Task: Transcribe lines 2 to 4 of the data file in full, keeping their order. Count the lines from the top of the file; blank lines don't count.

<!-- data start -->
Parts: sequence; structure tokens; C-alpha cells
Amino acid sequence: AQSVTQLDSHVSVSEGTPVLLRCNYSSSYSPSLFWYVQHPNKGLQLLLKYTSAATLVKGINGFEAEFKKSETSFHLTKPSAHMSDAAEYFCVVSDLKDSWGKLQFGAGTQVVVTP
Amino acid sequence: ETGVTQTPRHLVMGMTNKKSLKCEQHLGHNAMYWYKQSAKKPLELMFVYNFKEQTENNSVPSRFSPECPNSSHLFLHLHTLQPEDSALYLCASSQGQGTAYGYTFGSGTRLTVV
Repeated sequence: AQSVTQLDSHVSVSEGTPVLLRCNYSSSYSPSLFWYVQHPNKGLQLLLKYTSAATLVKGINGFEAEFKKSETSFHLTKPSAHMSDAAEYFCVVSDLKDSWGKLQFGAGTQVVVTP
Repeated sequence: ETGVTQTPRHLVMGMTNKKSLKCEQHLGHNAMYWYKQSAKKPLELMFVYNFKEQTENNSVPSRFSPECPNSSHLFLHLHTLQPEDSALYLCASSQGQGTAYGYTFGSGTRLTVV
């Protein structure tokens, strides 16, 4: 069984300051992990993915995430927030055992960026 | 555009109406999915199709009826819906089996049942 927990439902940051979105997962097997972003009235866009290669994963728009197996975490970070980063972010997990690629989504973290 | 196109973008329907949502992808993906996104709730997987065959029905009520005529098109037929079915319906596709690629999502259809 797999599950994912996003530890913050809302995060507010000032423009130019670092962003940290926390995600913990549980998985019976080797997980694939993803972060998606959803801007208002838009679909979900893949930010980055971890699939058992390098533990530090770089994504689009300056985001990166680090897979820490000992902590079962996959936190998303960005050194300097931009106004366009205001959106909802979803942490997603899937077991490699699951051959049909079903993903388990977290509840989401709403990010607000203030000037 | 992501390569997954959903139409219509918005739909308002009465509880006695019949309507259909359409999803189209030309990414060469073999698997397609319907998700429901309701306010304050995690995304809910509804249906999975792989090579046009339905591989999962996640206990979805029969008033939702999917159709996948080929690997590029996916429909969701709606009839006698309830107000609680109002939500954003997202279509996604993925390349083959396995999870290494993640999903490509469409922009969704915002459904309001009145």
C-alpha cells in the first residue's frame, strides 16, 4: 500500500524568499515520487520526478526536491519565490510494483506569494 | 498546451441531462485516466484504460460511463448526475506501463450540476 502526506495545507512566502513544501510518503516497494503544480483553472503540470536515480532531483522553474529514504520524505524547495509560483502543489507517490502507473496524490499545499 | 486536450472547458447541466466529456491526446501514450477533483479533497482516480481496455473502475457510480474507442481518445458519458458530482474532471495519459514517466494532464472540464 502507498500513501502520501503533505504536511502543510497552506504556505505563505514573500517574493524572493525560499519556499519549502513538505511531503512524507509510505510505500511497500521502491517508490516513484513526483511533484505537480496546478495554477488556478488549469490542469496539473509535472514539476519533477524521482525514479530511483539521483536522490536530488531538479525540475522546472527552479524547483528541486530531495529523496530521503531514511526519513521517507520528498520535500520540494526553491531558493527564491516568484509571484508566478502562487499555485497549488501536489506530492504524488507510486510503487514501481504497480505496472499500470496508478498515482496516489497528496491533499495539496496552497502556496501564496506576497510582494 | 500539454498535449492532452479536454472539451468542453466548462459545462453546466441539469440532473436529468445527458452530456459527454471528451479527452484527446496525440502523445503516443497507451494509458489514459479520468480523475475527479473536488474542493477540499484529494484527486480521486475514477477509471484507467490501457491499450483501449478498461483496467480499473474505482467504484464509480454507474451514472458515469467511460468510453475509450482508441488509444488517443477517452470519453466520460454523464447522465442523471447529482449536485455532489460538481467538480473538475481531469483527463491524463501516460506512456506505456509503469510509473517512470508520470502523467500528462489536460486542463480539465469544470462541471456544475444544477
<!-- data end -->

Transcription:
Amino acid sequence: AQSVTQLDSHVSVSEGTPVLLRCNYSSSYSPSLFWYVQHPNKGLQLLLKYTSAATLVKGINGFEAEFKKSETSFHLTKPSAHMSDAAEYFCVVSDLKDSWGKLQFGAGTQVVVTP
Amino acid sequence: ETGVTQTPRHLVMGMTNKKSLKCEQHLGHNAMYWYKQSAKKPLELMFVYNFKEQTENNSVPSRFSPECPNSSHLFLHLHTLQPEDSALYLCASSQGQGTAYGYTFGSGTRLTVV
Repeated sequence: AQSVTQLDSHVSVSEGTPVLLRCNYSSSYSPSLFWYVQHPNKGLQLLLKYTSAATLVKGINGFEAEFKKSETSFHLTKPSAHMSDAAEYFCVVSDLKDSWGKLQFGAGTQVVVTP